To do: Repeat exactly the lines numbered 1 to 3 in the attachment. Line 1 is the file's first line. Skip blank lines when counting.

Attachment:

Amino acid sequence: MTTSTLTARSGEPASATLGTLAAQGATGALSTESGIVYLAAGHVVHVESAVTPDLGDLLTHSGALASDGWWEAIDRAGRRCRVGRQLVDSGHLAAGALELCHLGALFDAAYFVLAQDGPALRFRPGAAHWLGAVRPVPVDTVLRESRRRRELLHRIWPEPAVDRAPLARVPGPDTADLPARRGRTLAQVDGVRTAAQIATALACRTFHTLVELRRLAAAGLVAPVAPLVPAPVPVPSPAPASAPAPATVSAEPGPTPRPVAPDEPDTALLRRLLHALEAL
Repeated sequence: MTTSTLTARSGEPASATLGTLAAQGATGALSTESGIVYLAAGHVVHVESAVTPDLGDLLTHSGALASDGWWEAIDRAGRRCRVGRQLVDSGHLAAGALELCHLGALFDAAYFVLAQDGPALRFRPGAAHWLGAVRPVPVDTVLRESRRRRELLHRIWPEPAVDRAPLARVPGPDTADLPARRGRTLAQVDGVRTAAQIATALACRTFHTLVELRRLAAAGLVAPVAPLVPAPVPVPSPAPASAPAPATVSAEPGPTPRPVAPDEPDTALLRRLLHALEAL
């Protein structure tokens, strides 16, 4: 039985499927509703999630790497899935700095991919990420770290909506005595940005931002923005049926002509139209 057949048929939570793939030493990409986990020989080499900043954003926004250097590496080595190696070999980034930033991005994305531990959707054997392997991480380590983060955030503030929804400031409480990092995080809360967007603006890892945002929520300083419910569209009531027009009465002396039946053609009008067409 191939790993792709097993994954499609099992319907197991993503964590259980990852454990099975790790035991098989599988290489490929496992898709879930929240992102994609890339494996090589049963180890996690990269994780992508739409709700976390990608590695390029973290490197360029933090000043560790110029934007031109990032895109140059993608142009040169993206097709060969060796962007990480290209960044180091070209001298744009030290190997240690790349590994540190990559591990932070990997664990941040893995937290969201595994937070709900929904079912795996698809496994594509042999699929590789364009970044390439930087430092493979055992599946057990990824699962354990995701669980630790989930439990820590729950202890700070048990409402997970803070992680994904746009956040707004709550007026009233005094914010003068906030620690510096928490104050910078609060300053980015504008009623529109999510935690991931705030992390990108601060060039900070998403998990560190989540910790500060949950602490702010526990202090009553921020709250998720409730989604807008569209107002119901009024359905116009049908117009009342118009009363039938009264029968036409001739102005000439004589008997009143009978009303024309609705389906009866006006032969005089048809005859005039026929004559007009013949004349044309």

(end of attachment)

Amino acid sequence: MTTSTLTARSGEPASATLGTLAAQGATGALSTESGIVYLAAGHVVHVESAVTPDLGDLLTHSGALASDGWWEAIDRAGRRCRVGRQLVDSGHLAAGALELCHLGALFDAAYFVLAQDGPALRFRPGAAHWLGAVRPVPVDTVLRESRRRRELLHRIWPEPAVDRAPLARVPGPDTADLPARRGRTLAQVDGVRTAAQIATALACRTFHTLVELRRLAAAGLVAPVAPLVPAPVPVPSPAPASAPAPATVSAEPGPTPRPVAPDEPDTALLRRLLHALEAL
Repeated sequence: MTTSTLTARSGEPASATLGTLAAQGATGALSTESGIVYLAAGHVVHVESAVTPDLGDLLTHSGALASDGWWEAIDRAGRRCRVGRQLVDSGHLAAGALELCHLGALFDAAYFVLAQDGPALRFRPGAAHWLGAVRPVPVDTVLRESRRRRELLHRIWPEPAVDRAPLARVPGPDTADLPARRGRTLAQVDGVRTAAQIATALACRTFHTLVELRRLAAAGLVAPVAPLVPAPVPVPSPAPASAPAPATVSAEPGPTPRPVAPDEPDTALLRRLLHALEAL
């Protein structure tokens, strides 16, 4: 039985499927509703999630790497899935700095991919990420770290909506005595940005931002923005049926002509139209 057949048929939570793939030493990409986990020989080499900043954003926004250097590496080595190696070999980034930033991005994305531990959707054997392997991480380590983060955030503030929804400031409480990092995080809360967007603006890892945002929520300083419910569209009531027009009465002396039946053609009008067409 191939790993792709097993994954499609099992319907197991993503964590259980990852454990099975790790035991098989599988290489490929496992898709879930929240992102994609890339494996090589049963180890996690990269994780992508739409709700976390990608590695390029973290490197360029933090000043560790110029934007031109990032895109140059993608142009040169993206097709060969060796962007990480290209960044180091070209001298744009030290190997240690790349590994540190990559591990932070990997664990941040893995937290969201595994937070709900929904079912795996698809496994594509042999699929590789364009970044390439930087430092493979055992599946057990990824699962354990995701669980630790989930439990820590729950202890700070048990409402997970803070992680994904746009956040707004709550007026009233005094914010003068906030620690510096928490104050910078609060300053980015504008009623529109999510935690991931705030992390990108601060060039900070998403998990560190989540910790500060949950602490702010526990202090009553921020709250998720409730989604807008569209107002119901009024359905116009049908117009009342118009009363039938009264029968036409001739102005000439004589008997009143009978009303024309609705389906009866006006032969005089048809005859005039026929004559007009013949004349044309």